Public Access Policies for Science and Technology Funding Agencies Across the Federal Government, 69368-69370 [E9-30725]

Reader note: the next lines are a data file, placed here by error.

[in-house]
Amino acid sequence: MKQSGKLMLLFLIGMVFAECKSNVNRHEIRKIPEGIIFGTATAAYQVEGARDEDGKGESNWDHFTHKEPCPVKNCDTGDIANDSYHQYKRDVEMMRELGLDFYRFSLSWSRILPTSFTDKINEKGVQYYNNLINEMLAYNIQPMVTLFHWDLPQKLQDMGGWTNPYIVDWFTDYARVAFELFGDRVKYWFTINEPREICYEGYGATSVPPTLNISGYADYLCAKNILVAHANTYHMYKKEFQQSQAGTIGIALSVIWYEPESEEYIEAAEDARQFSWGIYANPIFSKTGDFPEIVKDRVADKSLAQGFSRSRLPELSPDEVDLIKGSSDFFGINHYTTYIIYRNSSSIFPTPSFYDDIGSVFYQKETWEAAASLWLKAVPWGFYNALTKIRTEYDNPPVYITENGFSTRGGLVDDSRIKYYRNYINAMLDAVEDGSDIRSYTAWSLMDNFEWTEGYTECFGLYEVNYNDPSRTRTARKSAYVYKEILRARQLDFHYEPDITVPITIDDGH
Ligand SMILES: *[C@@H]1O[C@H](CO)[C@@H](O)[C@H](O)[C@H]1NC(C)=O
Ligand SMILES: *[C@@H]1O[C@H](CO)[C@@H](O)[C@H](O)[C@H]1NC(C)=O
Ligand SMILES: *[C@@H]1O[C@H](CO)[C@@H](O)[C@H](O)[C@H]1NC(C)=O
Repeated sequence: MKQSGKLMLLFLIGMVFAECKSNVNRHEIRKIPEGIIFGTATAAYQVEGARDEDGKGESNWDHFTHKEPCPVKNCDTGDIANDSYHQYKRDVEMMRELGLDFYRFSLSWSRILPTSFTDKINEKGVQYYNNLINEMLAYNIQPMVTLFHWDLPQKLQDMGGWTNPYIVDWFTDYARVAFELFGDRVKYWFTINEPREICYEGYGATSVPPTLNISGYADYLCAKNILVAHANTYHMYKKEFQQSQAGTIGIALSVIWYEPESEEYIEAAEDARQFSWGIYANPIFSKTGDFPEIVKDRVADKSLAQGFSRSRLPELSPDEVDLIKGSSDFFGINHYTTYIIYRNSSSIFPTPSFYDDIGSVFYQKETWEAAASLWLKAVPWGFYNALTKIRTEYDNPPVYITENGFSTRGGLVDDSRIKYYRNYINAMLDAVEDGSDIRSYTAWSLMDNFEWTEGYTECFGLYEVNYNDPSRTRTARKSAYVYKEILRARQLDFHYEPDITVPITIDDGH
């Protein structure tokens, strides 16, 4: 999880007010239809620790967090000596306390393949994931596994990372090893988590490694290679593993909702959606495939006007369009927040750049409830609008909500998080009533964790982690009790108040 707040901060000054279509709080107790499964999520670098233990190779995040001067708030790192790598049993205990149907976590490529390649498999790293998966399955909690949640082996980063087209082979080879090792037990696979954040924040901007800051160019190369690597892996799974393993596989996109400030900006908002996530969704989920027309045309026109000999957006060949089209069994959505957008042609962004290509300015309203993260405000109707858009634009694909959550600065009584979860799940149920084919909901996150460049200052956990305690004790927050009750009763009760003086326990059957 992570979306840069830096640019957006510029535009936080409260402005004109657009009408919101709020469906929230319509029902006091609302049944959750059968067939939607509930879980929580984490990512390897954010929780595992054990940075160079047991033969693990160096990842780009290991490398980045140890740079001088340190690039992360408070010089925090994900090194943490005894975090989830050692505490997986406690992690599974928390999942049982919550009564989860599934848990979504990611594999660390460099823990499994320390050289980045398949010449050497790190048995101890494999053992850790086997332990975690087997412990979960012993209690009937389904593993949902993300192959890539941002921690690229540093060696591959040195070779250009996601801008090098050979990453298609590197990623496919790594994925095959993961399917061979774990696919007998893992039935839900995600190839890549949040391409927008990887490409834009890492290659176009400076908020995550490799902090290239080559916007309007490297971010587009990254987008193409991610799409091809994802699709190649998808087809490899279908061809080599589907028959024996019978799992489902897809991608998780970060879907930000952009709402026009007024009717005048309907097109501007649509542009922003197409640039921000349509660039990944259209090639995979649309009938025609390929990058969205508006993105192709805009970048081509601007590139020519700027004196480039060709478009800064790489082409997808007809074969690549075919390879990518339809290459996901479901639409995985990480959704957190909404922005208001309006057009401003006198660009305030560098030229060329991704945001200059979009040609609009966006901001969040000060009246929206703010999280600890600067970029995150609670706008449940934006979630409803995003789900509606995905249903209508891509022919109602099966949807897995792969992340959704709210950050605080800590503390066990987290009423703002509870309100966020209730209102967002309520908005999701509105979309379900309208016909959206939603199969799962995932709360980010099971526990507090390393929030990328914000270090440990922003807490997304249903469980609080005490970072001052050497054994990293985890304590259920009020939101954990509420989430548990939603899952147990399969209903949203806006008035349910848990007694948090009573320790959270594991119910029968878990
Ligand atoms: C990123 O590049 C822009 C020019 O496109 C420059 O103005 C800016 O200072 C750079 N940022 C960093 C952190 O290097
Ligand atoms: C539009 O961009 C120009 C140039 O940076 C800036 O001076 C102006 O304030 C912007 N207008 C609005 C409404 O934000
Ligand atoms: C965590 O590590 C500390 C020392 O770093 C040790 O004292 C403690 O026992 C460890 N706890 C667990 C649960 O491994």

Download as PDF 69368 Federal Register / Vol. 74, No. 250 / Thursday, December 31, 2009 / Notices whether the planned increase is only the result of ‘‘objective, external factors’’ contemplated by Order No. 216. If the increase is based on other terms of the contract that are not ‘‘objective, external factors,’’ i.e., based on Article 9, paragraph 2, of the contract, then it must be subject to the usual requirements of a competitive rate change set forth in 39 CFR 3015.5. Because the basis for the price change in the Notice is not clear, the Commission reopens Docket No. CP2009–29 to review the proposed price change and give interested persons the opportunity to comment on whether the Postal Service’s proposed rate increase is based on ‘‘objective, external factors.’’ If the change is based on such factors, Commission review may be unnecessary under the terms of Order No. 216. Comments may also address, if appropriate, whether the filings in the captioned docket are consistent with the policies of 39 U.S.C. 3632, 3633, or 3652 and 39 CFR part 3015 and 39 CFR 3020, subpart B. Comments are due no later than January 5, 2010. The Commission appoints Paul L. Harrington to serve as Public Representative in these dockets. It is ordered: 1. The Commission reopens Docket No. CP2009–29 for consideration of the issues raised in this order. 2. Pursuant to 39 U.S.C. 505, Paul L. Harrington is appointed to serve as the officer of the Commission (Public Representative) to represent the interests of the general public in these proceedings. 3. Comments by interested persons in this proceeding are due no later than January 5, 2010. 5. The Secretary shall arrange for publication of this Notice in the Federal Register. By the Commission. Shoshana M. Grove, Secretary. [FR Doc. E9–31034 Filed 12–30–09; 8:45 am] BILLING CODE 7710–FW–S POSTAL REGULATORY COMMISSION [Docket No. CP2009–36; Order No. 369] Postal Product Price Changes erowe on DSK5CLS3C1PROD with NOTICES ACTION: Notice. SUMMARY: The Commission is noticing a recently-filed Postal Service request to change prices for a Direct Entry Parcels contract. This notice provides an opportunity for the public to comment. DATES: Comments are due: January 5, 2010. VerDate Nov<24>2008 15:06 Dec 30, 2009 Jkt 220001 Submit comments electronically via the Commission’s Filing Online system at http:// www.prc.gov. Commenters who cannot submit their views electronically should contact the person identified in ‘‘FOR FURTHER INFORMATION CONTACT’’ by telephone for advice on alternatives to electronic filing. FOR FURTHER INFORMATION CONTACT: Stephen L. Sharfman, General Counsel, 202–789–6820 or stephen.sharfman@prc.gov. SUPPLEMENTARY INFORMATION: I. Postal Service Filing II. Comments III. Ordering Paragraphs ADDRESSES: I. Postal Service Filing On December 21, 2009, the Postal Service filed a notice of a change in prices under the Direct Entry Parcels contract.1 Background. On July 31, 2009, the Commission issued Order No. 264 adding Direct Entry Parcels 1 (MC2009– 26 and CP2009–36) to the Competitive Product List.2 In that order, the Commission noted that the Direct Entry Parcels 1 contract ‘‘includes provisions that would permit price changes during the 1–year term of the contract.’’ Id. at 9. Price changes could result either from changes in the prices charged by Canada Post Corporation for Xpresspost, or from changes in costs incurred by the Postal Service relative to a specified threshold. Id. at 10. Order No. 264 directed the Postal Service to file a notice of any such price changes with the Commission prior to their effective date. Id. Notice. The Postal Service states that the price changes it is proposing are ‘‘not the sort of automatic change[s] based on external, objective factors for which the Commission has permitted a relatively streamlined, notice-type filing procedure.’’ Notice at 1, n.1.3 The Postal Service’s Notice includes (1) A redacted copy of the notice to the customer of new prices and supporting documentation establishing compliance with 39 U.S.C. 3633 and 39 CFR 1 Notice of United States Postal Service of Change in Prices, December 21, 2009 (Notice). 2 Docket Nos. MC2009–26 and CP2009–36, Order Concerning Direct Entry Parcels, International Return Service and Harmonization Service Negotiated Service Agreements, July 31, 2009 (Order No. 264). 3 Footnote 1 of the Notice refers to PRC Order No. 216, Docket No. CP2009–2, Order Concerning Filing of Additional Global Direct Contracts Negotiated Service Agreement, May 15, 2009, at 7 (Order No. 216). Order No. 216 permitted the Postal Service to make notice-type filings for non-discretionary price changes under Global Direct Contracts due to exchange rate fluctuations and Canada Post Corporation price changes. PO 00000 Frm 00045 Fmt 4703 Sfmt 4703 3015.5;‘‘4 and (2) the certified statement required by 39 CFR 3015.5(c)(2).5 Nonredacted copies of the customer notice and the certified statement have been filed under seal. The Notice also includes an application for non-public treatment of the non-redacted documents.6 II. Comments Interested persons may submit comments on the Postal Service’s December 21, 2009 filing no later than January 5, 2010. The public portion of the filing can be accessed via the Commission’s Web site (http:// www.prc.gov). The Commission appoints Emmett Rand Costich to serve as the Public Representative in this proceeding. III. Ordering Paragraphs It is ordered: 1. The Commission reopens Docket No. CP2009–36 to consider the price changes proposed in the Postal Service’s December 21, 2009 filing. 2. Pursuant to 39 U.S.C. 505, Emmett Rand Costich is appointed to serve as officer of the Commission to represent the interests of the general public in these proceedings. 3. Comments by interested persons in these proceedings are to be filed no later than January 5, 2010. 4. The Secretary shall arrange for publication of this order in the Federal Register. By the Commission. Shoshana M. Grove, Secretary. [FR Doc. E9–31073 Filed 12–30–09; 8:45 am] BILLING CODE 7710–FW–S OFFICE OF SCIENCE AND TECHNOLOGY POLICY Public Access Policies for Science and Technology Funding Agencies Across the Federal Government AGENCY: Office of Science and Technology Policy (OSTP), Executive Office of the President. ACTION: Notice; extension of comment period. SUMMARY: On December 9, 2009, the Office of Science and Technology Policy (OSTP) within the Executive Office of the President, published a notice requesting input from the community regarding enhancing public access to archived publications resulting from 4 Attachment 1 to the Notice. 2 to the Notice. 6 Attachment 3 to the Notice. 5 Attachment E:\FR\FM\31DEN1.SGM 31DEN1 Federal Register / Vol. 74, No. 250 / Thursday, December 31, 2009 / Notices erowe on DSK5CLS3C1PROD with NOTICES research funded by Federal science and technology agencies. That notice stated that the RFI would be active from December 10, 2009 to January 7, 2010. The purpose of this document is to extend that comment period to allow comments until January 21, to accommodate potential respondents who may find it difficult to complete their responses by the original deadline because of the intervening holidays. Respondents are invited to respond online via the Public Access Policy Forum at http://www.whitehouse.gov/ open, or may submit responses via electronic mail. Responses will be reposted on the online forum. Instructions and a timetable for daily blog topics during this period are described at http://www.whitehouse.gov/open. DATES: Comments must be received by January 21, 2010. ADDRESSES: Submit comments by one of the following methods: Public Access Policy Forum: http:// www.whitehouse.gov/open. Via e-mail: publicaccess@ostp.gov. Mail: Office of Science and Technology Policy, Attn: Open Government Recommendations, 725 17th Street, Washington, DC 20502. Comments submitted in response to this notice could be made available to the public online or by alternative means. For this reason, please do not include in your comments information of a confidential nature, such as sensitive personal information or proprietary information. If you submit an e-mail comment, your e-mail address will be captured automatically and included as part of the comment that is placed in the public docket and made available on the Internet. FOR FURTHER INFORMATION CONTACT: Dr. Diane DiEuliis, Assistant Director, Life Sciences, Office of Science and Technology Policy, Attn: Open Government, 725 17th Street, NW., Washington, DC 20502. 202–456–6059. SUPPLEMENTARY INFORMATION: I. Background On his first day in office, the President issued a Memorandum on Transparency and Open Government that called for an ‘‘unprecedented level of openness in government’’ and the rapid disclosure of one of our nation’s great assets—information. Moreover, the Administration is dedicated to maximizing the return on Federal investments made in R&D. Consistent with this policy, the Administration is exploring ways to leverage Federal investments to increase access to information that promises to stimulate scientific and technological innovation VerDate Nov<24>2008 15:06 Dec 30, 2009 Jkt 220001 and competitiveness. The results of government-funded research can take many forms, including data sets, technical reports, and peer-reviewed scholarly publications, among others. This RFI focuses on approaches that would enhance the public’s access to scholarly publications resulting from research conducted by employees of a Federal agency or from research funded by a Federal agency. Increasing public access to scholarly publications resulting from federally funded research may enhance the return on federal investment in research in the following ways: (a) More timely, easier, and less costly access to scholarly publications resulting from federally funded research for commercial and noncommercial scientists has the potential to promote advances in science and technology, thereby enhancing the return on federal investment in research; (b) Creating an easily searchable permanent electronic archive of scholarly publications resulting from federally funded research has the potential to allow cross-referencing, continuous long-term access, and retrieval of information whose initial value may only be theoretical, but may eventually have important applications; (c) Ensuring that the federal agencies that support this research can access the published results has the potential to promote improved cross-government coordination of government funding, and thus improved management of the federal research investments; (d) More timely, easier, and less costly access to scholarly publications resulting from federally funded research for educators and students, and ‘‘end users’’ of research, such as clinicians, patients, farmers, engineers, and practitioners in virtually all sectors of the economy, has the potential to promote the diffusion of knowledge. The Executive Branch is considering ways to enhance public access to peer reviewed papers arising from all federal science and technology agencies. One potential model, implemented by the National Institutes of Health (NIH) pursuant to Division G, Title II, Section 218 of Public Law 110–161 (http:// publicaccess.nih.gov/) requires that all investigators funded by the NIH submit an electronic version of their final, peerreviewed manuscript upon acceptance for publication no later than 12 months after the official date of publication. Articles collected under the NIH Public Access Policy are archived in PubMed Central and linked to related scientific information contained in other NIH databases. More information about PubMed Central is available: http:// PO 00000 Frm 00046 Fmt 4703 Sfmt 4703 69369 www.pubmedcentral.nih.gov/about/ faq.html. The NIH model has a variety of features that can be evaluated, and there are other ways to offer the public enhanced access to peer-reviewed scholarly publications. The best models may influenced by agency mission, the culture and rate of scientific development of the discipline, funding to develop archival capabilities, and research funding mechanisms. II. Invitation To Comment Input is welcome on any aspect of expanding public access to peer reviewed publications arising from federal research. Questions that individuals may wish to address include, but are not limited to, the following (please respond to questions individually): 1. How do authors, primary and secondary publishers, libraries, universities, and the federal government contribute to the development and dissemination of peer reviewed papers arising from federal funds now, and how might this change under a public access policy? 2. What characteristics of a public access policy would best accommodate the needs and interests of authors, primary and secondary publishers, libraries, universities, the federal government, users of scientific literature, and the public? 3. Who are the users of peer-reviewed publications arising from federal research? How do they access and use these papers now, and how might they if these papers were more accessible? Would others use these papers if they were more accessible, and for what purpose? 4. How best could Federal agencies enhance public access to the peerreviewed papers that arise from their research funds? What measures could agencies use to gauge whether there is increased return on federal investment gained by expanded access? 5. What features does a public access policy need to have to ensure compliance? 6. What version of the paper should be made public under a public access policy (e.g., the author’s peer reviewed manuscript or the final published version)? What are the relative advantages and disadvantages to different versions of a scientific paper? 7. At what point in time should peerreviewed papers be made public via a public access policy relative to the date a publisher releases the final version? Are there empirical data to support an optimal length of time? Should the delay period be the same or vary for E:\FR\FM\31DEN1.SGM 31DEN1 69370 Federal Register / Vol. 74, No. 250 / Thursday, December 31, 2009 / Notices erowe on DSK5CLS3C1PROD with NOTICES levels of access (e.g., final peer reviewed manuscript or final published article, access under fair use versus alternative license), for federal agencies and scientific disciplines? 8. How should peer-reviewed papers arising from federal investment be made publicly available? In what format should the data be submitted in order to make it easy to search, find, and retrieve and to make it easy for others to link to it? Are there existing digital standards for archiving and interoperability to maximize public benefit? How are these anticipated to change? 9. Access demands not only availability, but also meaningful usability. How can the Federal government make its collections of peerreviewed papers more useful to the American public? By what metrics (e.g., number of articles or visitors) should the Federal government measure VerDate Nov<24>2008 15:06 Dec 30, 2009 Jkt 220001 success of its public access collections? What are the best examples of usability in the private sector (both domestic and international)? And, what makes them exceptional? Should those who access papers be given the opportunity to comment or provide feedback? III. Deadline Extension OSTP received more than 150 substantive responses in the first week of this public forum. OSTP also received several requests to extend the deadline for comments because of the time constraints inherent in the holiday season. As a result, OSTP will extend the deadline for comments through January 21, 2010. Dated: December 22, 2009. M. David Hodge, Operations Manager. [FR Doc. E9–30725 Filed 12–30–09; 8:45 am] DEPARTMENT OF TRANSPORTATION Federal Transit Administration American Recovery and Reinvestment Act Public Transportation on Indian Reservations Program Project Selections and Tribal Transit Program Fiscal Year (FY) 2009 Project Selections Correction In notice document E9–30197 beginning on page 67302 in the issue of Friday, December 18, 2009, make the following corrections: On page 67303, before the file line, three photo pages were meant to publish. They are printed in their entirety below: BILLING CODE P PO 00000 Frm 00047 Fmt 4703 Sfmt 4703 E:\FR\FM\31DEN1.SGM 31DEN1